Thursday, December 2

Covid outbreak in New Zealand at a critical juncture as cases appear to stabilize | New Zealand


An apparent plateau in community Covid-19 cases could indicate that New Zealand’s outbreak is teetering on the verge of peak cases, experts say, as the government prepares to make an announcement on the Auckland and Northland lockdown and essential workplaces.

A total of 511 New Zealanders have so far been infected by the highly infectious Delta variant outbreak, first identified in the community on August 17. The number of people needing treatment at the hospital increased overnight Sunday from 25 to 34.

The country was put into a level 4 lockdown, the highest scenario, after the first case emerged. Starting at midnight on Tuesday, the regions south of Auckland will drop one notch, but Auckland, where it has been most of the cases, and Northland will have to wait until Monday afternoon to find out if their lockdown will be extended.

The highest day for cases in the current outbreak was Sunday, with 83 reported. There were 82 new cases on Saturday.

Talking to RNZ On Monday morning, Covid-19 modeler Michael Plank said that it appears that the case numbers are beginning to stabilize and that the numbers were roughly consistent with the modeling projections.

“The numbers are bouncing day by day and I want to say that it certainly seems like it is taking a little longer to control this outbreak than we have seen with previous outbreaks,” he said.

“That is consistent with what we know about the Delta variant that tends to infect everyone in a household. Therefore, we expect to see this type of period with high transmission in households.

“But next week is really the defining week in terms of seeing if the numbers start to go down.”

Plank said there is still a big question about how long the tail of the outbreak will last.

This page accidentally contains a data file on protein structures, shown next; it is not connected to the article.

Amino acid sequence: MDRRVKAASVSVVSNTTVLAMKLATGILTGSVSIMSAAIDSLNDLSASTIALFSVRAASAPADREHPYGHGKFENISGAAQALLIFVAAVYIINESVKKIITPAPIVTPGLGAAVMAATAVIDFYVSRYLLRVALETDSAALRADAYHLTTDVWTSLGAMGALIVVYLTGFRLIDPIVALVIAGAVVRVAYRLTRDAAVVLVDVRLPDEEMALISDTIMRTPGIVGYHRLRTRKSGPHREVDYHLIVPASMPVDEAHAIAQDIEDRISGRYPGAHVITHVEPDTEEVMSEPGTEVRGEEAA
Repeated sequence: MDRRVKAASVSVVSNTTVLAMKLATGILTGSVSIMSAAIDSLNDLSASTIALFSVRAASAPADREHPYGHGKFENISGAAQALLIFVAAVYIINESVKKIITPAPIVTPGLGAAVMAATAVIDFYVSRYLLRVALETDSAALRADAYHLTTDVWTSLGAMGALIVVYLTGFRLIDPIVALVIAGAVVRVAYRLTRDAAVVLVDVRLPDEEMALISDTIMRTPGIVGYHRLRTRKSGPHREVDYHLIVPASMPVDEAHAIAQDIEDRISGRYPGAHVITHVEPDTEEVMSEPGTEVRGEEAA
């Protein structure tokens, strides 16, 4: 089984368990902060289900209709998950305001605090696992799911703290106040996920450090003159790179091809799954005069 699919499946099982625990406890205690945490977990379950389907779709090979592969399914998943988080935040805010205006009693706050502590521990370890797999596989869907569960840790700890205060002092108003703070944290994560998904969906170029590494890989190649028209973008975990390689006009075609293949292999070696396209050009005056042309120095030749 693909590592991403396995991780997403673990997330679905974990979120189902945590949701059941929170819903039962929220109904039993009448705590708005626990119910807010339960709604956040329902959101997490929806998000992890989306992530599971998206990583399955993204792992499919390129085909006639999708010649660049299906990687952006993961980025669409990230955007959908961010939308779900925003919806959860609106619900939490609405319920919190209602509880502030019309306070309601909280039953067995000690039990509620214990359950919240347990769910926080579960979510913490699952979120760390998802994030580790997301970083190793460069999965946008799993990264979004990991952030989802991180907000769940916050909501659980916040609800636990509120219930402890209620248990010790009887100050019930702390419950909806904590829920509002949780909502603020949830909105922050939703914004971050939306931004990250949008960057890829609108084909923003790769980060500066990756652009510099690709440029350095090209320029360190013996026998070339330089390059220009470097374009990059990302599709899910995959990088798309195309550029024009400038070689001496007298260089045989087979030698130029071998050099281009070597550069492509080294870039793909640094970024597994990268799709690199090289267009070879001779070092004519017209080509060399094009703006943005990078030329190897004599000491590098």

“If the lockdown proves to be really effective in stopping bubble-to-bubble transmission, we may be able to reduce the number of cases to about 10 a day by the end of September, and you know, if we can get to that level, we will be in a very good shape. position to remove the sprout. “

On Sunday, Prime Minister Jacinda Ardern said there were a small number of workplaces operating below level 4 that had experienced intra-staff transmission – four to date.

“If we need to tighten our restrictions further, we will,” Ardern said.

“This may not be a problem with the rules, say, in the factory, but what is happening perhaps before and after shifts or even during breaks? We are looking at this in more detail. “

Microbiologist Siouxsie Wiles said that workplace transmission was a concern, because even though the sites are not customer-facing, a spread of the infection among staff could lead to satellite outbreaks.

When the government talks about tightening restrictions, it is likely talking about preventing certain workplaces from operating or adding processes to stop transmission within those workplaces, Wiles said.

“The definition of ‘essential’ was very strict at level 4 last time and there seems to have been a bit of expansion, so we have more openings,” he said.

Wiles offered the example of someone ordering boutique chocolate for delivery.

“Yes, technically chocolate is a food, but is it really essential? We have to remember that things have changed with Delta. We can go a few weeks without chocolate, as difficult as it is. “

For Auckland and Northland to lower levels, there would have to be a decrease in cases and a guarantee that the virus is not spreading in workplaces, Wiles said.

Moving the rest of the country, south of Auckland, just one level to level 3 since Wednesday was prudent, due to the risk of essential workers carrying the virus between regions, Wiles said.

“If the South Island goes down in level, then we have to make sure that the sprouts are not planted there; then they will break out faster because there is more movement and less restrictions.”

If the country eased restrictions too soon, future closures could end up being longer, Wiles warned.

“We have a system that was set up when [the pandemic] It started and worked really well in the beginning and now we are seeing how well it works against the virus that has evolved. Just because this is going to be more difficult, there is no reason to throw in the towel and say ‘we give up’ because the alternative is too terrible to think about. “

He added that while some experts, opposition politicians and business leaders criticized the closure restrictions, the general public agreed with the strategy.

Ardern will update the nation on blocking decisions for Auckland and Northland on Monday afternoon.


www.theguardian.com

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